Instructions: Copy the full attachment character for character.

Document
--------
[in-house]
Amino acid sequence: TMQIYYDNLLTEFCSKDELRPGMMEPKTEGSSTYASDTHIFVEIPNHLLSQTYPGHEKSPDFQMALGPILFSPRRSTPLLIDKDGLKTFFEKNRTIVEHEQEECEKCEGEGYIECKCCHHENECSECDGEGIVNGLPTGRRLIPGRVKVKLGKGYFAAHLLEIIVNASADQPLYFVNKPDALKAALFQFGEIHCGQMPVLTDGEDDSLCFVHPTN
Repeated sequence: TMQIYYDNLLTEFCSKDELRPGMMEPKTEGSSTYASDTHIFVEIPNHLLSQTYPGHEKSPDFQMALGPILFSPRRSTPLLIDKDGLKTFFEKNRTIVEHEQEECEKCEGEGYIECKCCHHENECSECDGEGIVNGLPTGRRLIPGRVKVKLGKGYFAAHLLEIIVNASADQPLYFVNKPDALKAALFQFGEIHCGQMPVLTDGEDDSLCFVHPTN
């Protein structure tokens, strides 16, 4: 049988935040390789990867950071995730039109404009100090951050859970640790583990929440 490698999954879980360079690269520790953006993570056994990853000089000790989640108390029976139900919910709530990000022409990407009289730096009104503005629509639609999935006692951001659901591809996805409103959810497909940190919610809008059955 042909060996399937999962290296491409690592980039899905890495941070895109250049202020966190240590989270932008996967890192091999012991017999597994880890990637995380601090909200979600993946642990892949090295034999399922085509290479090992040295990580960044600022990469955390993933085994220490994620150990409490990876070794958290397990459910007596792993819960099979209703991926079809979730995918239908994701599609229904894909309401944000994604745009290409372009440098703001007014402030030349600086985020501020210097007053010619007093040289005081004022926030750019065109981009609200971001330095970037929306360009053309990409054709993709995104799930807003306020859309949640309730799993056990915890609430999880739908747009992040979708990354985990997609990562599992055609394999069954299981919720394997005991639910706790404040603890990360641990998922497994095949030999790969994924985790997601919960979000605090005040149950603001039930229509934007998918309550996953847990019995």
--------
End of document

[in-house]
Amino acid sequence: TMQIYYDNLLTEFCSKDELRPGMMEPKTEGSSTYASDTHIFVEIPNHLLSQTYPGHEKSPDFQMALGPILFSPRRSTPLLIDKDGLKTFFEKNRTIVEHEQEECEKCEGEGYIECKCCHHENECSECDGEGIVNGLPTGRRLIPGRVKVKLGKGYFAAHLLEIIVNASADQPLYFVNKPDALKAALFQFGEIHCGQMPVLTDGEDDSLCFVHPTN
Repeated sequence: TMQIYYDNLLTEFCSKDELRPGMMEPKTEGSSTYASDTHIFVEIPNHLLSQTYPGHEKSPDFQMALGPILFSPRRSTPLLIDKDGLKTFFEKNRTIVEHEQEECEKCEGEGYIECKCCHHENECSECDGEGIVNGLPTGRRLIPGRVKVKLGKGYFAAHLLEIIVNASADQPLYFVNKPDALKAALFQFGEIHCGQMPVLTDGEDDSLCFVHPTN
């Protein structure tokens, strides 16, 4: 049988935040390789990867950071995730039109404009100090951050859970640790583990929440 490698999954879980360079690269520790953006993570056994990853000089000790989640108390029976139900919910709530990000022409990407009289730096009104503005629509639609999935006692951001659901591809996805409103959810497909940190919610809008059955 042909060996399937999962290296491409690592980039899905890495941070895109250049202020966190240590989270932008996967890192091999012991017999597994880890990637995380601090909200979600993946642990892949090295034999399922085509290479090992040295990580960044600022990469955390993933085994220490994620150990409490990876070794958290397990459910007596792993819960099979209703991926079809979730995918239908994701599609229904894909309401944000994604745009290409372009440098703001007014402030030349600086985020501020210097007053010619007093040289005081004022926030750019065109981009609200971001330095970037929306360009053309990409054709993709995104799930807003306020859309949640309730799993056990915890609430999880739908747009992040979708990354985990997609990562599992055609394999069954299981919720394997005991639910706790404040603890990360641990998922497994095949030999790969994924985790997601919960979000605090005040149950603001039930229509934007998918309550996953847990019995």